Justices Consider Whether Large Swath of Oklahoma Is Still An Indian Reservation
WASHINGTON – In recent years most arguments before the U.S. Supreme Court regarding political divisions have involved racial and partisan gerrymandering. On Monday, the justices considered a case that asks, at its heart, whether a large swath of eastern Oklahoma remains an American Indian reservation.
In the underlying lawsuit, septuagenarian Jimcy McGirt, who is serving a 500-year prison sentence for molesting a child, claims he was wrongly convicted in state court because it had no authority to try him for a crime committed on reservation land.
“Congress never terminated the Creek reservation and never transferred federal jurisdiction to Oklahoma,” said Ian Gershengorn, who argued the case on McGirt’s behalf before the court.
Gershengorn maintained that as a result, only federal authorities were entitled to prosecute his client.
But Mithun Mansinghani, Oklahoma’s solicitor general, said Gershengorn was mistaken.
“Oklahoma has jurisdiction over the eastern half of the state because it was never reservation land, and it’s certainly not reservation land today,” he said.
This was the court’s second attempt to resolve the status of eastern Oklahoma.
In November 2018, the justices heard arguments in Sharp v. Murphy, which presented the same issue in an appeal from a ruling of the 10th U.S. Circuit Court of Appeals.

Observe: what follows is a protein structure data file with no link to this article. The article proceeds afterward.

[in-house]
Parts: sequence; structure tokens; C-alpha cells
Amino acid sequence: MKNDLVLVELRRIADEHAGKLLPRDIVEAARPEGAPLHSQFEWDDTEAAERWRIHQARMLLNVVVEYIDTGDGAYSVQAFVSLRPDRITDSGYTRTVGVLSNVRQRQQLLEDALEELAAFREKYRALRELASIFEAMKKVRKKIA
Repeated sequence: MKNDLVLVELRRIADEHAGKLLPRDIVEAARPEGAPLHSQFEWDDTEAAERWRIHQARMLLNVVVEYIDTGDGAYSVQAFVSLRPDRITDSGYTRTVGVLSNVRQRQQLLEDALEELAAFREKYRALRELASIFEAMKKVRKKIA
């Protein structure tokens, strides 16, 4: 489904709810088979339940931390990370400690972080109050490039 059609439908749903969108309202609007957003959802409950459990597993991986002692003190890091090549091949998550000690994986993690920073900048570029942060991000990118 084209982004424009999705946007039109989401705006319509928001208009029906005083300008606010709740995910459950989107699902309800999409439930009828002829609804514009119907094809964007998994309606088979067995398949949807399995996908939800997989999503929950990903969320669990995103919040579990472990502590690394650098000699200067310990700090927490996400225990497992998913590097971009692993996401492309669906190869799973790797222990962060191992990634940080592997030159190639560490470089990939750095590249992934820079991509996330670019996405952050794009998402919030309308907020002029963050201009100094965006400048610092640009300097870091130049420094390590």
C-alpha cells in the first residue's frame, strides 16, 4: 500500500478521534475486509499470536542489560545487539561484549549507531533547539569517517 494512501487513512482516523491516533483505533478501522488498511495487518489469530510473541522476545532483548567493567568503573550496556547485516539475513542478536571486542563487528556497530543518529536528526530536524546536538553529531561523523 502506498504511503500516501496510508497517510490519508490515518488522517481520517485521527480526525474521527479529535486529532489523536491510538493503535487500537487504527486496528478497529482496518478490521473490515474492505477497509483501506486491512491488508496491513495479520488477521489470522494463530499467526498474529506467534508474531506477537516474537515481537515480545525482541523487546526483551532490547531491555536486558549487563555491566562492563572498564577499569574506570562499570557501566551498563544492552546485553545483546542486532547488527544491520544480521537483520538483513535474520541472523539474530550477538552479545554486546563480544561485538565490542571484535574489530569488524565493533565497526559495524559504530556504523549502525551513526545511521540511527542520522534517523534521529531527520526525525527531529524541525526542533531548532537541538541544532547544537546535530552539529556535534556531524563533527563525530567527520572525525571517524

That case stemmed from the prosecution in state court of Patrick Murphy, a Creek Indian, for murdering another man in rural McIntosh County, in east-central Oklahoma.
After he was sentenced to death, it emerged that the murder had taken place on what had, at least at one time, been Indian land.
Murphy argued that only the federal government could prosecute him and that a federal law barred the imposition of the death penalty because he was an Indian. The 10th Circuit, on which Circuit Court Judge Neil Gorsuch then sat, agreed.
According to the Circuit Court, Congress never clearly eliminated the Creek Nation reservation it created in 1866.
In 2018, Justice Gorsuch had to recuse himself from the case when it made its way to the high court, and the remaining justices deadlocked 4-4.
As they listened to arguments in the McGirt case, a number of the justices expressed concern that ruling for the tribe could have enormous consequences not only for criminal cases, but for everything from business disputes to foster care.
Justice Ruth Bader Ginsburg said the issues before the court were complex, and she was worried that hundreds of state convictions, many for heinous crimes, would be undone and could require retrials in federal court.
Mansinghani stoked these concerns further by telling the justices that since McGirt’s appeal, 178 inmates have sought to reopen their cases, calling those “just the initial cracks in the dam.”
He said ruling for McGirt could result in the release of more than 3,000 state prisoners and require federal authorities to prosecute about 8,000 felonies annually that would otherwise have been handled by the state.
But Gorsuch, who could participate in Monday’s case, suggested that assertion was overstated, based on what has occurred since the appeals court ruling in the murder case.
“I would have thought that … we might have seen a tsunami of cases, if there were a real problem here, that we haven’t seen,” the justice said.
Gorsuch, whose vote may turn out to be the decisive one, has taken a broad view of the rights of Native Americans in other cases.